Universal Healthcare: A Nationwide Solution English Composition 123 Missouri Baptist University Instructor: Sharon Attach April 15, 201 1 Topic: Universal Healthcare: A Nationwide Solution . Introduction A. Universal healthcare: causes and problems B. Definition II. Body A. Healthcare should not be run as a profit driven industry. B. The United States does not have the best health care system in the world. C. Universal healthcare would not be too expensive for the ordinary person. D. United States citizens with pre-existing conditions should be able to obtain insurance. E.
United States citizens will not lose their freedom Of choice when t comes to choosing physicians. Ill. Conclusion Abstract The issue of universal healthcare has been brought to the forefront of debate in American society. This issue was, at one time, something many Americans never would have considered, but is now becoming a common need for the majority of the United States’ population. Virtually every American has faced, or knows someone who has faced some type of dilemma due to the rising cost of healthcare. There is, however, a solution. This solution will address all facts about healthcare and the problems the current system has created.
The intent in this paper will examine the facts regarding the current American healthcare system. The content will also answer many questions one may have regarding universal healthcare, and explain how the proposed solution will work for each individual. Sources for this paper include specific examples, Internet sources, and digital broadcast media. Universal healthcare is a rising issue in the United States. There are many questions people have about what many people believe to be a serious topic. These questions are sometimes answered with myth-driven ideology instead of fact-based logic.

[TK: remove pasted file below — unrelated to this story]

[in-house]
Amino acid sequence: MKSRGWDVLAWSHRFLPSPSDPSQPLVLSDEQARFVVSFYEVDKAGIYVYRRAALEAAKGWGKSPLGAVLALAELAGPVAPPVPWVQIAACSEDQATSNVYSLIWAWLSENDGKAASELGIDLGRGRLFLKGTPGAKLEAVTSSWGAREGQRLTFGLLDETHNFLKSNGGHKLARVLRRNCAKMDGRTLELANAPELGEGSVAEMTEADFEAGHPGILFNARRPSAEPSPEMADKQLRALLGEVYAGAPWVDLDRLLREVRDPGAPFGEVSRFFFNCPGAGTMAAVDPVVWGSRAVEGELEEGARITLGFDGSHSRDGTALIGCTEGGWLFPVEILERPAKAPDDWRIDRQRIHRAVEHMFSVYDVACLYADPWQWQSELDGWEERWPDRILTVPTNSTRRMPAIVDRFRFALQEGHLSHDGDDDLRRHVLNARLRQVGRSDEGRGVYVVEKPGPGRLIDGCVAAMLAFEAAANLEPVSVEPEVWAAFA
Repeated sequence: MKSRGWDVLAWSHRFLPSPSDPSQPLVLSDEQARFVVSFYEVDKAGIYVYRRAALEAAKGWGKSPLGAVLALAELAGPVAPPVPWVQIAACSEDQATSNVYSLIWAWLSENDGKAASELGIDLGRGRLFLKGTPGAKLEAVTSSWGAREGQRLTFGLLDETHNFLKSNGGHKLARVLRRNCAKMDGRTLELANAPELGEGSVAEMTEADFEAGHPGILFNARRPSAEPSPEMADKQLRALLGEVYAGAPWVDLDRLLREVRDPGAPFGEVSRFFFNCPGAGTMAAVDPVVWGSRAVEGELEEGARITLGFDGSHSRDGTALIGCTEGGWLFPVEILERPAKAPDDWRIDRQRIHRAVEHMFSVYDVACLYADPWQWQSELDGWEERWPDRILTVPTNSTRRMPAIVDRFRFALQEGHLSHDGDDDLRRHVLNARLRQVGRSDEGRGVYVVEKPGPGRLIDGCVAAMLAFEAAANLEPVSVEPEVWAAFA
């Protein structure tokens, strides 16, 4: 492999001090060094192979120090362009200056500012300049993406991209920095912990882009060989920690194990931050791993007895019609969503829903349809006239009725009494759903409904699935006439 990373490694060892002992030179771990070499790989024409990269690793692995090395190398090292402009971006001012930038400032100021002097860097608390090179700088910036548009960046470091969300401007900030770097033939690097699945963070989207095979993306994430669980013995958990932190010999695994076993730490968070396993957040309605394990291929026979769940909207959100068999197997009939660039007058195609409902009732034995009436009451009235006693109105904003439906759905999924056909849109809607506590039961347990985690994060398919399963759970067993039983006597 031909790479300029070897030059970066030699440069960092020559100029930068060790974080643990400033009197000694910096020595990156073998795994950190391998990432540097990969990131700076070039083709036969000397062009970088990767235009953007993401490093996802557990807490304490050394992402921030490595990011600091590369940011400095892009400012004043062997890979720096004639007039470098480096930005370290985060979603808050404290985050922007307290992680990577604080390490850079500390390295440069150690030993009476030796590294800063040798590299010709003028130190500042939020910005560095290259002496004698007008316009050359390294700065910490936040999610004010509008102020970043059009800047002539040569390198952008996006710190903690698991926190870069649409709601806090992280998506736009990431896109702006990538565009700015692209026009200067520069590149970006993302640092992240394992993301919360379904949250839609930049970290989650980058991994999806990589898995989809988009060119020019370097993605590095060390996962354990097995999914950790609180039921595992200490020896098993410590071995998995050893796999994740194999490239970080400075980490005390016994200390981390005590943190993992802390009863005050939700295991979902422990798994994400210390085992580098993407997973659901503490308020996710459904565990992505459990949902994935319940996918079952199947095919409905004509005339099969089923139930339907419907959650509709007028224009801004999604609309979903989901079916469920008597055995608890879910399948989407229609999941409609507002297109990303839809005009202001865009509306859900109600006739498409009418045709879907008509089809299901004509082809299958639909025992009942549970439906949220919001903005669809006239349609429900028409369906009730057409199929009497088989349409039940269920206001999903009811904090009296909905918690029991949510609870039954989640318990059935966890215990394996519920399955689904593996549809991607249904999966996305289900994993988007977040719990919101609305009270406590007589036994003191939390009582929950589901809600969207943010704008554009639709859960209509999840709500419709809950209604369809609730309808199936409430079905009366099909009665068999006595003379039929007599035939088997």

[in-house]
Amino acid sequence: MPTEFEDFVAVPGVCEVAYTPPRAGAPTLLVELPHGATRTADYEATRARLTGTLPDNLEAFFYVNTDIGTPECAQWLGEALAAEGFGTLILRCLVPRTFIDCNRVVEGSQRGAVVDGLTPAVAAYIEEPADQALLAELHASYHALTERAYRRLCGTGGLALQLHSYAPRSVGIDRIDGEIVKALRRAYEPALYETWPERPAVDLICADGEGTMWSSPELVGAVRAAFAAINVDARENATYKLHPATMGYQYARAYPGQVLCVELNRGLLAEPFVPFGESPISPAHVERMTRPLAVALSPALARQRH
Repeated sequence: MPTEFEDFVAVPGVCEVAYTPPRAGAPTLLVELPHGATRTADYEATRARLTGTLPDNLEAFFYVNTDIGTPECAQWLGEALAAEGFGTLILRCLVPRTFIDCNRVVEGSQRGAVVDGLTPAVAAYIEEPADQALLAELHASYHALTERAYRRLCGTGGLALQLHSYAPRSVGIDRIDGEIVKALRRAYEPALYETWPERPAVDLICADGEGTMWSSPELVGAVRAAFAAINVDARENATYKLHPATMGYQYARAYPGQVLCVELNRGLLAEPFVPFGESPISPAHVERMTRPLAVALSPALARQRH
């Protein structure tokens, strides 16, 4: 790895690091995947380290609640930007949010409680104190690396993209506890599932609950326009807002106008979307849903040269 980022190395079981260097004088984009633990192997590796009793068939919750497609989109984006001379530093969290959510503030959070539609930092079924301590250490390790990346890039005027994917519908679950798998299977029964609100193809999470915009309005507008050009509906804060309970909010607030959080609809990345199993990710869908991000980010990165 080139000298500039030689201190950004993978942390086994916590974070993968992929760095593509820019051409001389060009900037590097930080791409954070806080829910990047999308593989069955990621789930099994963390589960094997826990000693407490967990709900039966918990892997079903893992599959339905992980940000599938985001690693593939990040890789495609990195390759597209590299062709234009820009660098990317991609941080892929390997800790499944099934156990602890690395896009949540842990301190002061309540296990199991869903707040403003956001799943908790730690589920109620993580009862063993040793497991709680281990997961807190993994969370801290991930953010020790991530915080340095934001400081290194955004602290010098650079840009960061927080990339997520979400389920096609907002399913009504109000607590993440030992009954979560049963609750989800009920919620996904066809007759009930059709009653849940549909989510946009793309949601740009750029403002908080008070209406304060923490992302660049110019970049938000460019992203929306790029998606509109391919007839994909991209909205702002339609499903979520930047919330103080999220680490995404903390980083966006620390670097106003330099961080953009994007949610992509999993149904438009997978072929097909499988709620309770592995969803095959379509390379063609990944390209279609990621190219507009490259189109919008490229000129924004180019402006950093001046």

Any time a person is told a myth about universal healthcare or the current United States’ privatized healthcare, it skews the truth and makes it harder to express. Contrary to the apprehensions many Americans have, a system of universal healthcare, or, as most other countries call it, public healthcare, would not only insure all United States citizens, but it could also greatly lower the cost of healthcare. Many Americans are now asking: Should all United States citizens have access to comprehensive, high- quality healthcare; and, is the current privatized healthcare system providing unimpressive, high-quality care for everyone?
The above questions have become the forefront on the debate for and against universal healthcare in the United States. It is the belief of many Americans that any form of universal healthcare would go against the principles and ideas on which the united States was founded. What these people do not understand, is that In 1965, the United States of America enacted Medicare and Medicaid. In 1998, Tartaric was also put into effect by the Department of Defense. These are all forms of universal healthcare in the United States. Any person currently on Medicare, Medicaid, or Tartaric, is using a form of universal healthcare.